An economy exists, and functions, by virtue of people trading things of value against each other, buying and selling things. And the more that happens, the more things can happen. Hopefully, good and ethical things.
But without an economy, things suck a lot more for people. Kind of like smiling, now that I think of it.
So the question ‘is it still ethical to sell’, can be replaced with a more important question:
Do people still need what you do?
If the answer is yes, and people also want it, then I’d say go out (well, you know…) and find people who want to buy it.
Your baker is selling bread. Go and keep selling your stuff. And then go give your baker some money.
Please smile as you do so.
P.s. If you’re concerned about your revenue and sales, I’m still on track to announce tomorrow the new system for turning your intellectual property into a profit centre that I’m building. Stay tuned. And warm, hydrated, and smiling.
I’ll bet the neighbours said that a lot, back when Steve Jobs was still soldering away at the first ever personal computer.
What’s he building in there…?
A few decades later, and it turns out he built the seed of something rather transformational.
In the last few days I’ve seen tweets saying that a lot of great things were built, while people were isolated from plagues. Don’t quote me as stating facts, but apparently calculus was invented, and Shakespeare did some of his best work… and I’ve seen other examples.
Again, I don’t know facts and I don’t have time to research, but:
While all this crap is happening, things are breaking and people are struggling, there’s also this:
Now that we have technology, and now that everyone is at home…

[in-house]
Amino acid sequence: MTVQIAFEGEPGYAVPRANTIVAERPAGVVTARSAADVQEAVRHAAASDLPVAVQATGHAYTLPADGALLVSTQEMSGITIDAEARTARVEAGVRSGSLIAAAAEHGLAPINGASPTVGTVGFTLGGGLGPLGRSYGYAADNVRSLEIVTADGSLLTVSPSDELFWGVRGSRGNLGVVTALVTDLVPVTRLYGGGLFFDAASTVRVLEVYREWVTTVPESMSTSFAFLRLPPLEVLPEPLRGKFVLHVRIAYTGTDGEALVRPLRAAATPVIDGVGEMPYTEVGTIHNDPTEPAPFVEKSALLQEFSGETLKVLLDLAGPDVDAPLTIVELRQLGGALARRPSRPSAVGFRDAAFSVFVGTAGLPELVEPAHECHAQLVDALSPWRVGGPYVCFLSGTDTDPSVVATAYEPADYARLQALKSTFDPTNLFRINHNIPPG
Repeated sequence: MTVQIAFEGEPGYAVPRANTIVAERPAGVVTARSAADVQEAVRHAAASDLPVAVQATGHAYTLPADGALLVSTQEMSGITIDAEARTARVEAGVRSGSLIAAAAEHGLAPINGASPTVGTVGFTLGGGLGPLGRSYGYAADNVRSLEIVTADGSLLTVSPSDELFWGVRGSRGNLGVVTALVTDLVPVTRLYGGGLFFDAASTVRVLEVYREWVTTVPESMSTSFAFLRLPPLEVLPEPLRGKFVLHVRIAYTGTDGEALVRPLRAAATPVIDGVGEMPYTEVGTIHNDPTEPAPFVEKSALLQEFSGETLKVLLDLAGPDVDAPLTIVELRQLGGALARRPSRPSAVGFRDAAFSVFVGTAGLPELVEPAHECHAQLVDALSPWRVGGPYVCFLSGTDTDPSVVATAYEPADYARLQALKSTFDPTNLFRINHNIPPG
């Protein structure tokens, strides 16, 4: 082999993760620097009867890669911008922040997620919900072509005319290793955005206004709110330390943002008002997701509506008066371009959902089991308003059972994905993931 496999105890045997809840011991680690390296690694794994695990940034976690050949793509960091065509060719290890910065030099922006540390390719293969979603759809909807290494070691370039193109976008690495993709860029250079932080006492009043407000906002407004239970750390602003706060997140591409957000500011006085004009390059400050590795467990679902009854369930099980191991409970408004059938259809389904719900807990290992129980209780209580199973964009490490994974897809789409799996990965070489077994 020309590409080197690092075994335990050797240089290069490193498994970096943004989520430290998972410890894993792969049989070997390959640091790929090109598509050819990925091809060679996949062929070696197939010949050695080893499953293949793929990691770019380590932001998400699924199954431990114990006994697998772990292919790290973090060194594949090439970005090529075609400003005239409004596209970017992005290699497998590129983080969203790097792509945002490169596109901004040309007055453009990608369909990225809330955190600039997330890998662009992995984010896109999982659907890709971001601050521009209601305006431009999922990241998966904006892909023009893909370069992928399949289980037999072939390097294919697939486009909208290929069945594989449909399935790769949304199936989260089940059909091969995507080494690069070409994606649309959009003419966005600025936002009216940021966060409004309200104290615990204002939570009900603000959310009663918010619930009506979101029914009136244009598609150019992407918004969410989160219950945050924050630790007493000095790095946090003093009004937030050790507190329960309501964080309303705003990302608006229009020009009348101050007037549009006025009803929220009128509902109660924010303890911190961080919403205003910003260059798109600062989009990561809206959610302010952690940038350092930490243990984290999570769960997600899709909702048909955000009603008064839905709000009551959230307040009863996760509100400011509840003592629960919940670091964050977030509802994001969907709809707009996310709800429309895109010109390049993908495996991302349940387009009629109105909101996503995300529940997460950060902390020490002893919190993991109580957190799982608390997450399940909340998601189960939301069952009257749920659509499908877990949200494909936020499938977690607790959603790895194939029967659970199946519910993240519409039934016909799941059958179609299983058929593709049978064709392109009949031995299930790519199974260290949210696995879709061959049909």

How many geniuses are out there, with technology at their fingertips, able to communicate with other geniuses…
…quietly tinkering away in their studios or garages, trying to build something that solves problems…
On a global scale, there’s a lot or them. And as the weeks and months go by, we’ll start seeing things come out into the world that could have a huge positive impact on society and even have a positive influence on the actual situation.
Just think: so many people finally free to develop and invent and test and experiment – at a time like ours…
What are they building in there?
What will be the good those things will do?
And while I know it’s my chronic optimism talking, and I’m not naïve enough to think everything will suddenly be fixed, I’m excited to see what comes out of the next few months.
Because it’s no longer about one person in a room inventing calculus, and then sending a letter by horse and ship to a university: we’re now at a time that there’s instant sharing, there’s cross-pollination of ideas, and there’s SO many more geniuses now than 200 or 500 years ago.
And, another thing I’m beginning to observe: silos are being broken. And according to the science of human networks, and observable in scientific history as well as in business and innovation, the more cross-silo interaction there is, the faster things can be developed, and the more transformative they can be.
Meaning: what with the fire that’s been lit under all of us, and all the above ideas, we’re likely to see some exponential results and changes happening.
Just as the damage we’re struggling with is exponential, so will – in my futuristic thinking – be the kind and size of innovation and problem solving.
In other words: there’s not just hope that things will get better again… you might also want to, kind of, hope that surprisingly good things will happen. There’s folks working on awesome solutions, right now. Promise. (Also: support them when you can).
Meanwhile, life goes on, and if you’re in business, so does business.
Unless it doesn’t – so many people unable to sell their product or service at the moment – in which case I’m building something that might be helpful to you.
It’s a system for turning your own version of genius (or in a more humble way: unique ability, or your intellectual property) into an offer you can sell online, both to existing and new clients.
I hope to have a webinar ready by Friday to explain how it works, for you to implement.
I’ll also offer a guided training at an affordable fee (less than $100), and a 1 on 1 done-with-you option at a higher fee, in case you want to borrow some of my ‘unique ability’.
But if you’re hurting now and you want to see if I can help you create a new revenue centre in your business, feel free to book a short exploration call, to see what you have for people and if I can help you get it into their hands digitally.